28 March 2006
Four Sava Countries to Develop First ever Sava Protection Plan
VIENNA, 28 March (UN Information Service) -- The four countries sharing the Sava River and its basin have agreed to develop the first ever plan for the protection of their joint water resources and the River Sava's environment, the United Nations Development Programme-Global Environment Facility (UNDP-GEF) Danube Regional Project (DRP) announced today.
As part of the agreement, Bosnia and Herzegovina, Croatia, Serbia and Montenegro and Slovenia will jointly develop a 'Sava River Basin Management Plan'. The Plan will include an assessment of the Sava River Basin environment and human pressures impacting on it. It will also include key trans-boundary issues shared by the countries and measures geared to solving joint environmental problems.
Potential trans-boundary issues will include pollution from agriculture, municipal wastewater and industry and alterations to the river from past and planned hydropower dams on the Sava, Vrbas and Drina rivers and dykes for flood control. Future development of navigation along the Sava may be another sensitive issue.
Measures to improve problems could include the building of new municipal wastewater treatment facilities, reducing the volume of fertilizers applied by farmers, and restoring wetlands.
"The DRP is helping the countries to start development of the Sava Plan," said DRP Technical Specialist Peter Whalley. "There will be some difficult questions ahead in terms of agreeing on trans-boundary environmental issues and solutions."
DRP's technical assistance will go on until 2007 in partnership with the International Commission for the Protection of the Danube River (ICPDR). With its Secretariat in Vienna, ICPDR coordinates all water management in the Danube basin. ICPDR will continue to guide Sava plan completion by 2009 - the deadline by which the European Union (EU) obliges countries to develop national and basin-wide plans to ensure the good quality of their waters by 2015.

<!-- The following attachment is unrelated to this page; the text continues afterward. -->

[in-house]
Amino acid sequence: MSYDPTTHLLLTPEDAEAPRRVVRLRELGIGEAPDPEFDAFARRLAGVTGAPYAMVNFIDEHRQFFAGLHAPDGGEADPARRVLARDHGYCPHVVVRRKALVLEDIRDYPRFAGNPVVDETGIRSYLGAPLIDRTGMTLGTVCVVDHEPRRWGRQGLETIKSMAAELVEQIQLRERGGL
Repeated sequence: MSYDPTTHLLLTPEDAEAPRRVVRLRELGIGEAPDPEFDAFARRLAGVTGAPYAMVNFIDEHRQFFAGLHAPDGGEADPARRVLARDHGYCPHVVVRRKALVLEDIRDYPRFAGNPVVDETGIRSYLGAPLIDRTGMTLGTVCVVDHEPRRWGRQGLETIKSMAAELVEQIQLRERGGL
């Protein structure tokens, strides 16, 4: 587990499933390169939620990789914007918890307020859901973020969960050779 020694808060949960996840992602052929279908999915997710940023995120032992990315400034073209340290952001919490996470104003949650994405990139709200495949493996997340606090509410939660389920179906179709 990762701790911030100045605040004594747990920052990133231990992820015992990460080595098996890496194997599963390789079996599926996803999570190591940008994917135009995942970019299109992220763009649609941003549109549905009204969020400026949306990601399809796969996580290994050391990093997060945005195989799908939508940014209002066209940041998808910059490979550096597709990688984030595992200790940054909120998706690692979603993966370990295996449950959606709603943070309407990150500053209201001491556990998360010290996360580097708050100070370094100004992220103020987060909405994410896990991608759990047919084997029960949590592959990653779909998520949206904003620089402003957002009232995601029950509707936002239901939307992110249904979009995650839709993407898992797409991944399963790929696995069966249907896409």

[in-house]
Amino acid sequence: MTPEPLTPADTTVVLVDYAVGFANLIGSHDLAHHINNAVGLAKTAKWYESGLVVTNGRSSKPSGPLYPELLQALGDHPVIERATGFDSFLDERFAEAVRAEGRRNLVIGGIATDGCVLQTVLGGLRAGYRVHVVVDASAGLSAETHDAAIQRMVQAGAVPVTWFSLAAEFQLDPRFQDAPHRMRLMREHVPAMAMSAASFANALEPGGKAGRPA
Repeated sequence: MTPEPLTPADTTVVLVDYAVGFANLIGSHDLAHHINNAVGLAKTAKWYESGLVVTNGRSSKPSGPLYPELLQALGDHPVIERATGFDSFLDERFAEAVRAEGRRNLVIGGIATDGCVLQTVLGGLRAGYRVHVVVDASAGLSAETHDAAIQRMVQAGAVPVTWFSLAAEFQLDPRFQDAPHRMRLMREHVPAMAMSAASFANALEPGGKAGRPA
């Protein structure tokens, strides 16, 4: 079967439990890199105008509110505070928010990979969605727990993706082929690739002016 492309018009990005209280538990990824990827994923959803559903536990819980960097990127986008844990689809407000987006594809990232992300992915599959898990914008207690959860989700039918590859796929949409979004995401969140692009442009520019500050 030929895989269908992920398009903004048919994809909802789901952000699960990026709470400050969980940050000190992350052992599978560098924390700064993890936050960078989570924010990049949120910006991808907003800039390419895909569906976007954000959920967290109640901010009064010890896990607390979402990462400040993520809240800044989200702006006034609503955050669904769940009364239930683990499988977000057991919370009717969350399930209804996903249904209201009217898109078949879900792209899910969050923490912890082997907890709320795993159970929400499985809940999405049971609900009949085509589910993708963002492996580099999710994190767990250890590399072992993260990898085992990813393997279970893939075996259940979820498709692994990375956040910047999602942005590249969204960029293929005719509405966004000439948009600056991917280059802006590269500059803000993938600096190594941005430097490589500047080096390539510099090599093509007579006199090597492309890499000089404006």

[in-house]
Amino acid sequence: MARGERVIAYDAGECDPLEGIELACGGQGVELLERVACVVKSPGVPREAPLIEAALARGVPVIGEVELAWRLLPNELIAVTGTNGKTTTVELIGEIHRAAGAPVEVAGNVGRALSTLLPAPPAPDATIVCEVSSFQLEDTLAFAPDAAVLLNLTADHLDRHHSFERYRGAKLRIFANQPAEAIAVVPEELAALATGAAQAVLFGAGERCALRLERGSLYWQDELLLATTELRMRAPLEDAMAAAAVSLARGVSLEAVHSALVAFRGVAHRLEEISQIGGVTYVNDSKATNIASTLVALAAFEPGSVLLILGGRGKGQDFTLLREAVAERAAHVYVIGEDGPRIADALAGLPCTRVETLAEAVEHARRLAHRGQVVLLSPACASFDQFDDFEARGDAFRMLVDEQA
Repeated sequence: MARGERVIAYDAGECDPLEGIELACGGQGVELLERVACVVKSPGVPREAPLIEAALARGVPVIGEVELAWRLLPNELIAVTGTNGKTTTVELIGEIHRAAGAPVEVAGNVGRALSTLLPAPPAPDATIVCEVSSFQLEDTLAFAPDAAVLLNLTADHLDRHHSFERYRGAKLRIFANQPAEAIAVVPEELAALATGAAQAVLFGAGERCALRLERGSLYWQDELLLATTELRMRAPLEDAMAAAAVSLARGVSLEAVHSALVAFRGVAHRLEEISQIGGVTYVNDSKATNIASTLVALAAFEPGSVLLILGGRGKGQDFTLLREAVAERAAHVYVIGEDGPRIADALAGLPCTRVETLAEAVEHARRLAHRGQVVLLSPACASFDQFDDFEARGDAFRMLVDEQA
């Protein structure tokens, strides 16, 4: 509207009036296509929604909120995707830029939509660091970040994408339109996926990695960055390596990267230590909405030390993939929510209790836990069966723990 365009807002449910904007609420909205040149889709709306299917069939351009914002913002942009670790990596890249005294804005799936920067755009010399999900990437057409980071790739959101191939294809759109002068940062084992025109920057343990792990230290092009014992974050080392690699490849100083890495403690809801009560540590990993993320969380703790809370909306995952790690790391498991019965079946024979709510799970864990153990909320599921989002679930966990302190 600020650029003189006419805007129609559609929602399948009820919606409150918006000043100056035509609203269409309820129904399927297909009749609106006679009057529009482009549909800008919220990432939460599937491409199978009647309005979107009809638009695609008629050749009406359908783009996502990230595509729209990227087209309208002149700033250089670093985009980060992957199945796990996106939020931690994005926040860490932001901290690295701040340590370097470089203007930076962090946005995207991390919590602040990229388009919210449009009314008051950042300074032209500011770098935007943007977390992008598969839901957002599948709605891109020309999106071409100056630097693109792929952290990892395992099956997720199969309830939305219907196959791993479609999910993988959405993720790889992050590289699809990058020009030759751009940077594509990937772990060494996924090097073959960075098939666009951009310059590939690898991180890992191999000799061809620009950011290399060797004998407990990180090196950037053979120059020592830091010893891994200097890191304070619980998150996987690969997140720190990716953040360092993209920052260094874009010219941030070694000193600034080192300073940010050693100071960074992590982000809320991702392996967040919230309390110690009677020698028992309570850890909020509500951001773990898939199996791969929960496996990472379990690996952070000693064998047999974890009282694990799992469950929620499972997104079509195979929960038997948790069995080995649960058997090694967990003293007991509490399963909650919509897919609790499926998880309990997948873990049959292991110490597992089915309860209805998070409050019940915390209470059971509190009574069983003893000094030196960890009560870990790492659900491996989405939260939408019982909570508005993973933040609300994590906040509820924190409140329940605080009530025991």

All four Sava countries agreed to develop the Plan to meet the objectives of EU water protection law, namely the Water Framework Directive (WFD). They also agreed to develop separate national assessments of the waters within their countries. EU Member State Slovenia fulfilled its WFD obligation to develop a national report in 2005. Croatia may be obliged to as part of accession negotiations expected soon with the EU. Bosnia and Herzegovina and Serbia and Montenegro volunteered.
The Plan will be developed in close cooperation with the Sava River Protection Commission created in July 2005. The Commission's newly created Expert Group on River Basin Management is steering the Plan development and will benefit directly from DRP assistance.
Note to Editors:
What is the Danube Regional Project? The overall goal of the Danube Regional Project (DRP) is to improve the environment of the Danube River Basin, protect its waters and sustainably manage its natural resources for the benefit of nature and people. The DRP helps 13 Danube countries implement the Danube River Protection Convention primarily through reducing nutrient and toxic pollution and strengthening trans-boundary cooperation in the most international river basin in the world. Through its partnerships with Governments, industry, NGOs and local communities, the DRP provides both technical and financial support. It also ensures, through sophisticated public participation and communications activities, that all Danube stakeholders are aware of relevant issues and can put their concerns into action.
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